Lindy Loyd, a Bucky Dome board member, lights jack-o’-lanterns Monday, Oct. 31, 2016, at the Buckminster Fuller Dome Home in Carbondale. The pumpkins, carved by SIU architecture and interior design students, were displayed for visitors and trick or treaters to view. “No one else is doing anything like this,” architecture professor Jon Davey said. “It gives the students a good time.” The students were assigned to carve the pumpkins over the weekend. Amongst nearly 80 pumpkins, designs included the Statue of Liberty, the Eiffel Tower and the U.S. Capitol Building.

Ryan Michalesko | @photosbylesko

Buckminster Fuller: Southern’s innovator and inventor

March 4, 2019

Richard Buckminster Fuller was the inventor of the geodesic dome and a professor at SIU from 1959 to 1970.

Fuller’s geodesic dome is a structurally secure sphere built out of equilateral triangles. This design has been used in various fields of study including architecture, astronomy and counterintelligence.

His other inventions included the Dymaxion car, a progenitor to a possible “Omni-Medium Transport” which could traverse land, air and water.


Another was the Dymaxion house, a prototype building would have a rotating structure on top of the house. In theory, the structure would rotate around a central mast and have natural wind for cooling and air circulation.

“In April 1960 Buckminster Fuller assembled his geodesic dome home in Carbondale, Illinois and lived in it with his wife Anne until 1971,” according to the RBF Dome Home website. “Considered to be one of the strongest and most efficient structures known to humankind, the geodesic dome is Buckminster Fuller’s most enduring legacy.”

Fuller patented the dome home in 1954 as a solution to humanity’s need for safe, affordable and accessible housing, according to the site. “This original dome home was constructed by Pease Homes, a company who licensed Fuller’s 1954 patent in hopes of stimulating a dome home construction boom.”

He was born July 12, 1895 in Milton, Massachusetts. He attend Harvard University and was affiliated with the Adams House, a dormitory designed to provide high-end accommodations for wealthy Harvard undergraduates. He was expelled for spending all his money partying with a vaudeville troupe.

Later readmitted, Fuller got expelled again due to irresponsibility and a lack of interest. He said once he was a non-conforming misfit in the fraternity, according to Martin Pawley’s book titled ‘Buckminster Fuller.’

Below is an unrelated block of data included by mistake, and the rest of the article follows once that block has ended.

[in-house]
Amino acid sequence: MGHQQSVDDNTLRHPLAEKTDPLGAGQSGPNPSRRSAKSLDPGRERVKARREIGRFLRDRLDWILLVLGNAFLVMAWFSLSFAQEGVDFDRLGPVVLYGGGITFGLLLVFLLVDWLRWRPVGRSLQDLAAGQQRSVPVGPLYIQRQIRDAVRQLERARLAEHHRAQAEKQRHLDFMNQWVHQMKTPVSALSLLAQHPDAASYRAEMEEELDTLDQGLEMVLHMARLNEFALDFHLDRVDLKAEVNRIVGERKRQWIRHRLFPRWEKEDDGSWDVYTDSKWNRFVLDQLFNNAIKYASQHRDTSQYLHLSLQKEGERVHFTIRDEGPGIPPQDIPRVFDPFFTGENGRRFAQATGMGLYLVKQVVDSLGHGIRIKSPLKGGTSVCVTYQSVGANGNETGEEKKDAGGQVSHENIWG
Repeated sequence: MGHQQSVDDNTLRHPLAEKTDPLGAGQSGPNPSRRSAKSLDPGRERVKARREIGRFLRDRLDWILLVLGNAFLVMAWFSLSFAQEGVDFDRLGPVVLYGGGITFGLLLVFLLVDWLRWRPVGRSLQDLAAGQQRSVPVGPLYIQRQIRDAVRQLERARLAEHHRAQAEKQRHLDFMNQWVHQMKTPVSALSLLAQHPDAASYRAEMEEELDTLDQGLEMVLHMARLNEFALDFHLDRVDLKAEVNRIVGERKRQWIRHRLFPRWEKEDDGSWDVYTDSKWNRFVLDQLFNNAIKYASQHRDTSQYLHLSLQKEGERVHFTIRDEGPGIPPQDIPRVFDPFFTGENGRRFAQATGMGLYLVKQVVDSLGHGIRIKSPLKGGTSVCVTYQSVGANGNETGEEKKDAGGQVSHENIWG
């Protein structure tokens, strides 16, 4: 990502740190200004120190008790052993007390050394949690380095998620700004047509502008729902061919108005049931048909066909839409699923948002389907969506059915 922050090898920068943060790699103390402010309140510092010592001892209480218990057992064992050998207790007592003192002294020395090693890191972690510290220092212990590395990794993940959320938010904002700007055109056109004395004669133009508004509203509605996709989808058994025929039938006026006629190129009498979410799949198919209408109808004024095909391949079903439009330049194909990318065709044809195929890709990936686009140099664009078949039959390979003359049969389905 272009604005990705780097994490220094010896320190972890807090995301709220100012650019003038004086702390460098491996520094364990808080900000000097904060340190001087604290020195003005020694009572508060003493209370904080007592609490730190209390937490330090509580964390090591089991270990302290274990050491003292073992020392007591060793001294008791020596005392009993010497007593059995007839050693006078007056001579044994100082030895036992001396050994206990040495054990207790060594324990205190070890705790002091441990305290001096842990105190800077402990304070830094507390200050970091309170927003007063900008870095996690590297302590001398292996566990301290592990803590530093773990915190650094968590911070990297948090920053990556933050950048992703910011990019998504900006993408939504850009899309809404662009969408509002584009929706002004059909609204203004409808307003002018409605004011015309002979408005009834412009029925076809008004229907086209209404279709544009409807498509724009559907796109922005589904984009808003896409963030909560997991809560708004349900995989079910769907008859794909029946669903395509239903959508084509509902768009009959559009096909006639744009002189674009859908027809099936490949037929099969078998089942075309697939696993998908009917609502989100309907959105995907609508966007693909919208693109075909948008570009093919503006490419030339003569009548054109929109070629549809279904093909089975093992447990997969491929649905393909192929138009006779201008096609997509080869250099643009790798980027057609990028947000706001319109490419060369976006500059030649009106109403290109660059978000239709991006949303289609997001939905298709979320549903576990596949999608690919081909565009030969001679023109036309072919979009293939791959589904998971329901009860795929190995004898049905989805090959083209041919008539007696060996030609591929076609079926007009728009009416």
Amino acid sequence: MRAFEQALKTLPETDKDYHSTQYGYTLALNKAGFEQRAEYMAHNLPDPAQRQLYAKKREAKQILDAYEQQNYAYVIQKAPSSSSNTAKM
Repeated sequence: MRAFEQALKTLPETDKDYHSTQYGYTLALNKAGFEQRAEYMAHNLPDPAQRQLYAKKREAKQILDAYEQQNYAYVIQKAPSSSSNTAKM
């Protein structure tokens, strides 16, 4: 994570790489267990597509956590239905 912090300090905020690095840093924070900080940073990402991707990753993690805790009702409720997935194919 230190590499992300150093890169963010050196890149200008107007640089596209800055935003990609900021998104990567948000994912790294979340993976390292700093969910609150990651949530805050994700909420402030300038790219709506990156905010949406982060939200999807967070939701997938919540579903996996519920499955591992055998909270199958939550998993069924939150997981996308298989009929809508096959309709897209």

Fuller was a professor in the Art and Design department at SIU from 1959 to 1971.

“Bucky is a unique figure in Carbondale history, and a grandfather of the green movement,” according to the site. “He produced some of his most important work during his time as a distinguished University Professor at Southern Illinois University Carbondale from 1959 to 1971.”

While a professor at Southern, Fuller made the cover of Time Magazine and was nominated for the Nobel Peace Prize. Additionally, during his twelve years in Carbondale he produced some of his most influential writing; more than a quarter of his 23 patents and was bestowed of nearly half his 48 honorary doctorates.

He would travel constantly because of his global popularity. It is said he wore three watches simultaneously at any given time– one for his office in Carbondale, one for whatever timezone he was in and one for whatever timezone he was going to next.

During his tenure at SIU, Fuller’s geodesic domes were used to house radars that detected possible Soviet bombings known as the Distant Early Warning line.

The FBI knew of Fuller’s involvement in the project, and kept a dossier on Fuller because of his possible Soviet connections.

According to the FBI file on Fuller, an official from the American Soviet Science Society released a membership list from October 1946 which had Fuller’s name on it and categorized him in mathematics and engineering.

Fuller’s connection to the DEW Line and an older Russian science society was not the only reason the FBI kept tabs on him. They also monitored his time with an SIU student in 1965, whose name was redacted in the files, because the student was a suspected Soviet agent.

The FBI file said Fuller was very cooperative with federal agents about his contact with the suspected agent.

“[REDACTED] planned to contact Fuller,” the FBI file said. “[Fuller] volunteered information concerning his contact not only with [REDACTED] but with other Soviets over a period of years.”

While there were no details of an apprehension of the suspected Soviet, Fuller was never targeted as an enemy of the state.

Arts and Entertainment Editor Jeremy Brown can be reached at

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